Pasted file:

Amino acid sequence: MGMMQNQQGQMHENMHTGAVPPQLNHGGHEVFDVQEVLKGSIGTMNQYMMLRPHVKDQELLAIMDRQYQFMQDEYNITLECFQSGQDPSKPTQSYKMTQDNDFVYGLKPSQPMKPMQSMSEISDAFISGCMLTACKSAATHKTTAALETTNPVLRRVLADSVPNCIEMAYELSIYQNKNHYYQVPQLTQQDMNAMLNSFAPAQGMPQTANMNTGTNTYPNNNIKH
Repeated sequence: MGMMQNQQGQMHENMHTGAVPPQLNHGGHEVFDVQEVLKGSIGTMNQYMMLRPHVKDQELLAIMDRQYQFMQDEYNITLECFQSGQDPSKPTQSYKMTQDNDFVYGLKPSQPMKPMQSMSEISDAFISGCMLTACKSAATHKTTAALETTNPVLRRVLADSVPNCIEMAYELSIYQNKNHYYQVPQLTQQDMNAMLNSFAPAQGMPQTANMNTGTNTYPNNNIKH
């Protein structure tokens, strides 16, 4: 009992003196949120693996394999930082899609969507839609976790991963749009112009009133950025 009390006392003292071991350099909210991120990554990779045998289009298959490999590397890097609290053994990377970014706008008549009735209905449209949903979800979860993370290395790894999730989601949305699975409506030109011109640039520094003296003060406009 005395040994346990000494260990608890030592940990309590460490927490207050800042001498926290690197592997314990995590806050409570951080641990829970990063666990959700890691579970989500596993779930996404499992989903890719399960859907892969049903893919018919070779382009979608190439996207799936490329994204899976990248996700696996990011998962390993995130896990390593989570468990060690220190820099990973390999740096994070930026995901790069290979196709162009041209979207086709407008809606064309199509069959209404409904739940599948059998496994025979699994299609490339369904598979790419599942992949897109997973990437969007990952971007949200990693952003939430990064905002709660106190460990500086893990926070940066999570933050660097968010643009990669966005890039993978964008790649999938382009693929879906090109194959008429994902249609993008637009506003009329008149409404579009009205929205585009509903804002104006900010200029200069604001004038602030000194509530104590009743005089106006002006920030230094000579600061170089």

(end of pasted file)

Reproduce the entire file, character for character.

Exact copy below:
Amino acid sequence: MGMMQNQQGQMHENMHTGAVPPQLNHGGHEVFDVQEVLKGSIGTMNQYMMLRPHVKDQELLAIMDRQYQFMQDEYNITLECFQSGQDPSKPTQSYKMTQDNDFVYGLKPSQPMKPMQSMSEISDAFISGCMLTACKSAATHKTTAALETTNPVLRRVLADSVPNCIEMAYELSIYQNKNHYYQVPQLTQQDMNAMLNSFAPAQGMPQTANMNTGTNTYPNNNIKH
Repeated sequence: MGMMQNQQGQMHENMHTGAVPPQLNHGGHEVFDVQEVLKGSIGTMNQYMMLRPHVKDQELLAIMDRQYQFMQDEYNITLECFQSGQDPSKPTQSYKMTQDNDFVYGLKPSQPMKPMQSMSEISDAFISGCMLTACKSAATHKTTAALETTNPVLRRVLADSVPNCIEMAYELSIYQNKNHYYQVPQLTQQDMNAMLNSFAPAQGMPQTANMNTGTNTYPNNNIKH
């Protein structure tokens, strides 16, 4: 009992003196949120693996394999930082899609969507839609976790991963749009112009009133950025 009390006392003292071991350099909210991120990554990779045998289009298959490999590397890097609290053994990377970014706008008549009735209905449209949903979800979860993370290395790894999730989601949305699975409506030109011109640039520094003296003060406009 005395040994346990000494260990608890030592940990309590460490927490207050800042001498926290690197592997314990995590806050409570951080641990829970990063666990959700890691579970989500596993779930996404499992989903890719399960859907892969049903893919018919070779382009979608190439996207799936490329994204899976990248996700696996990011998962390993995130896990390593989570468990060690220190820099990973390999740096994070930026995901790069290979196709162009041209979207086709407008809606064309199509069959209404409904739940599948059998496994025979699994299609490339369904598979790419599942992949897109997973990437969007990952971007949200990693952003939430990064905002709660106190460990500086893990926070940066999570933050660097968010643009990669966005890039993978964008790649999938382009693929879906090109194959008429994902249609993008637009506003009329008149409404579009009205929205585009509903804002104006900010200029200069604001004038602030000194509530104590009743005089106006002006920030230094000579600061170089």